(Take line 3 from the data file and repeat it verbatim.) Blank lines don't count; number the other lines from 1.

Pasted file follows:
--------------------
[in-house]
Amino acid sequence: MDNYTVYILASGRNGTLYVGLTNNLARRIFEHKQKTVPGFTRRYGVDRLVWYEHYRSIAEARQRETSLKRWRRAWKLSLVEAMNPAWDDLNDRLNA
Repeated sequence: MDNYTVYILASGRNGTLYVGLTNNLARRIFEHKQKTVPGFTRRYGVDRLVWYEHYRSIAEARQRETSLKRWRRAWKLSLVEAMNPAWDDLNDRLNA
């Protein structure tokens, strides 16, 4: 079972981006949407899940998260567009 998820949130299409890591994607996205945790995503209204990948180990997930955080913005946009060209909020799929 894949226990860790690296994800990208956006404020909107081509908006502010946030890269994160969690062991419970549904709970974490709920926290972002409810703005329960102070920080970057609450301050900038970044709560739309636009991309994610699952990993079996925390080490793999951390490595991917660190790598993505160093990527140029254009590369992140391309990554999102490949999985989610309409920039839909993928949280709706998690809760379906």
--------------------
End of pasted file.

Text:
Repeated sequence: MDNYTVYILASGRNGTLYVGLTNNLARRIFEHKQKTVPGFTRRYGVDRLVWYEHYRSIAEARQRETSLKRWRRAWKLSLVEAMNPAWDDLNDRLNA